Friday, November 2, 2012

Persuasive Writing: The Perils of the Blue Pen

When I teach persuasive writing, I caution my students against overwriting—going “over the top”—and underwriting—writing in too neutral a manner. November 1 gave us an excellent example of overwriting: George Wills’ column in the Washington Post. Here is the introductory paragraph

Energetic in body but indolent in mind, Barack Obama in his frenetic campaigning for a second term is promising to replicate his first term, although simply apologizing would be appropriate. His long campaign’s bilious tone — scurrilities about Mitt Romney as a monster of, at best, callous indifference; adolescent japes about “Romnesia” — is discordant coming from someone who has favorably compared his achievements to those of “any president” since Lincoln, with the “possible” exceptions of Lincoln, LBJ and FDR. Obama’s oceanic self-esteem — no deficit there — may explain why he seems to smolder with resentment that he must actually ask for a second term.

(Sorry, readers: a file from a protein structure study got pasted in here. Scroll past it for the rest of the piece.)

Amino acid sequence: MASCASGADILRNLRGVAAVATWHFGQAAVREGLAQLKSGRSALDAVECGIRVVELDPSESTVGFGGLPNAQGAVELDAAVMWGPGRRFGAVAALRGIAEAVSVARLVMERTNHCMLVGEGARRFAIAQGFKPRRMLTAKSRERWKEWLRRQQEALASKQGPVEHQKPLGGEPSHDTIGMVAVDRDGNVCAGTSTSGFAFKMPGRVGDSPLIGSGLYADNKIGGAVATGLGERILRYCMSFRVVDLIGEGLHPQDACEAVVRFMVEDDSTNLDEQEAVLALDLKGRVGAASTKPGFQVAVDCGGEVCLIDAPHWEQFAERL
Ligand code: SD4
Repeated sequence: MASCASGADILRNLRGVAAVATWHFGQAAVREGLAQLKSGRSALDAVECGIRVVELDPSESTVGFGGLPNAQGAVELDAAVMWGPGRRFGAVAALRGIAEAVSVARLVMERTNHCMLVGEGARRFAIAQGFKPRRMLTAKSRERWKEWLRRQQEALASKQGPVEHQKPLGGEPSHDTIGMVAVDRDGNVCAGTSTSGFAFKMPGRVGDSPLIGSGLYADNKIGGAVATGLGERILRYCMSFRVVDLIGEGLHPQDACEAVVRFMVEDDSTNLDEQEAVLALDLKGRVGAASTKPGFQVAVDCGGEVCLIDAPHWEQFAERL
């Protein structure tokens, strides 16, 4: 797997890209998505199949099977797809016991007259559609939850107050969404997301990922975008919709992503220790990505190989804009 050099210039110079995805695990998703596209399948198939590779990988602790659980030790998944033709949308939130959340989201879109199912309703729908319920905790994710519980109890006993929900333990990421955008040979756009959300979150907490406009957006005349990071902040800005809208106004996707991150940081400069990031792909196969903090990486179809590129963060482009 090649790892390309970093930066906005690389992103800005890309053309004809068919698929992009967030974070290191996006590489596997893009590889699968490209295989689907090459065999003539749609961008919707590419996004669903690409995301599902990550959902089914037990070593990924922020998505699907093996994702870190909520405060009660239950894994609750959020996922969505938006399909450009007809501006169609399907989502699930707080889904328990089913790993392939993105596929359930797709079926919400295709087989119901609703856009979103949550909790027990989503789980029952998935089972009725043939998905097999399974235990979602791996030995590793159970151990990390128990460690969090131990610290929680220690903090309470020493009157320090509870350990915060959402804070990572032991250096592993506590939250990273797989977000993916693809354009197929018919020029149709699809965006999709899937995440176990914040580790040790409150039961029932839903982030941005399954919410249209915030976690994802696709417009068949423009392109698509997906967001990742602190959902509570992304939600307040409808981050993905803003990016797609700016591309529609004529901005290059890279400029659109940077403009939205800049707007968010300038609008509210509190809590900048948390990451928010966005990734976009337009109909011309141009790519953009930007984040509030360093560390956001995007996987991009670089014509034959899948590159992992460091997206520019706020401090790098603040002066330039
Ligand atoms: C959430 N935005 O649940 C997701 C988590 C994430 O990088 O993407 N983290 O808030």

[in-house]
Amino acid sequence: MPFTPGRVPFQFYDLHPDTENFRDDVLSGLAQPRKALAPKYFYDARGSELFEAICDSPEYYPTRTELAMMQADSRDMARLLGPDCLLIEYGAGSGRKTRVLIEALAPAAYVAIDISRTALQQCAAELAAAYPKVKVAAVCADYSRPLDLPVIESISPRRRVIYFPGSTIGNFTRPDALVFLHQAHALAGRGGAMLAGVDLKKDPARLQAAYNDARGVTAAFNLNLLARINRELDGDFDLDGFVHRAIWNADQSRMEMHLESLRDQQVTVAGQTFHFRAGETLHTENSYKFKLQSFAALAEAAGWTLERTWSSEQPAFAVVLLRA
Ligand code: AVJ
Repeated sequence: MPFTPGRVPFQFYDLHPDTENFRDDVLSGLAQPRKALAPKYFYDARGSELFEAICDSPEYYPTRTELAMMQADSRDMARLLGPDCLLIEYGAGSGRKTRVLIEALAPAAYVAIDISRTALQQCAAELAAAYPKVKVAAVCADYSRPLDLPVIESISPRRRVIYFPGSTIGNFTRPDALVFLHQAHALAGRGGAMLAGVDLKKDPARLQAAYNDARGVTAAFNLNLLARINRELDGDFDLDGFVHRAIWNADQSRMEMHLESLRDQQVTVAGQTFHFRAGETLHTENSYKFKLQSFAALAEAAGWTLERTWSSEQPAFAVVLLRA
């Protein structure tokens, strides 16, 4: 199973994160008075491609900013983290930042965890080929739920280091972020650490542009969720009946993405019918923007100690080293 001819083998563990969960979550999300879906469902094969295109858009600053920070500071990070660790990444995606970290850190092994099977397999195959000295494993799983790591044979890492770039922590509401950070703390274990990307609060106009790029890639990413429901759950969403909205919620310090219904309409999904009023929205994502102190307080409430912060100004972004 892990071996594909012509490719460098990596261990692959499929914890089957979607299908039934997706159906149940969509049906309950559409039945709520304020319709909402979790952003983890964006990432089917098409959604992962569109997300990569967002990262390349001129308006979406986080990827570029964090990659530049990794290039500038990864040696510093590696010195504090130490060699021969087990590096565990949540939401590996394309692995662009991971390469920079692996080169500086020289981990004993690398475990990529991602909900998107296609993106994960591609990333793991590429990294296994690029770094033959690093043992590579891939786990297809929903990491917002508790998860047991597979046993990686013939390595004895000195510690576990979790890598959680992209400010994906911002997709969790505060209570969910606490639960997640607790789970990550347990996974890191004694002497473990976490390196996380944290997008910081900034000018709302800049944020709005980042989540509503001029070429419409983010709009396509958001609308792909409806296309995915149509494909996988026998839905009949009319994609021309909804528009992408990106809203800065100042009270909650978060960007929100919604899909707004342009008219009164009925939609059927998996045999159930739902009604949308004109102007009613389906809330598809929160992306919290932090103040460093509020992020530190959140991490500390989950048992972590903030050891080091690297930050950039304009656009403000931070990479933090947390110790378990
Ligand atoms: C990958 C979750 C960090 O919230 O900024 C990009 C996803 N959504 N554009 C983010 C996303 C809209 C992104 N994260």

I doubt that this style appealed to anyone but inveterate Obama haters .Just look at all the excessive adjectives and fancy words. (When is the last time that you encountered the word “jape”? Bill Buckley could entertain us with the fancy patter, but George Will is no Buckley).

For a more persuasive middle way, compare Joshua Green’s November 1 column in Bloomberg Businessweek. He works with facts and a clean style to great effect.

Again, for the record, my point here is about writing style and has nothing to do with the merits of the respective candidates.


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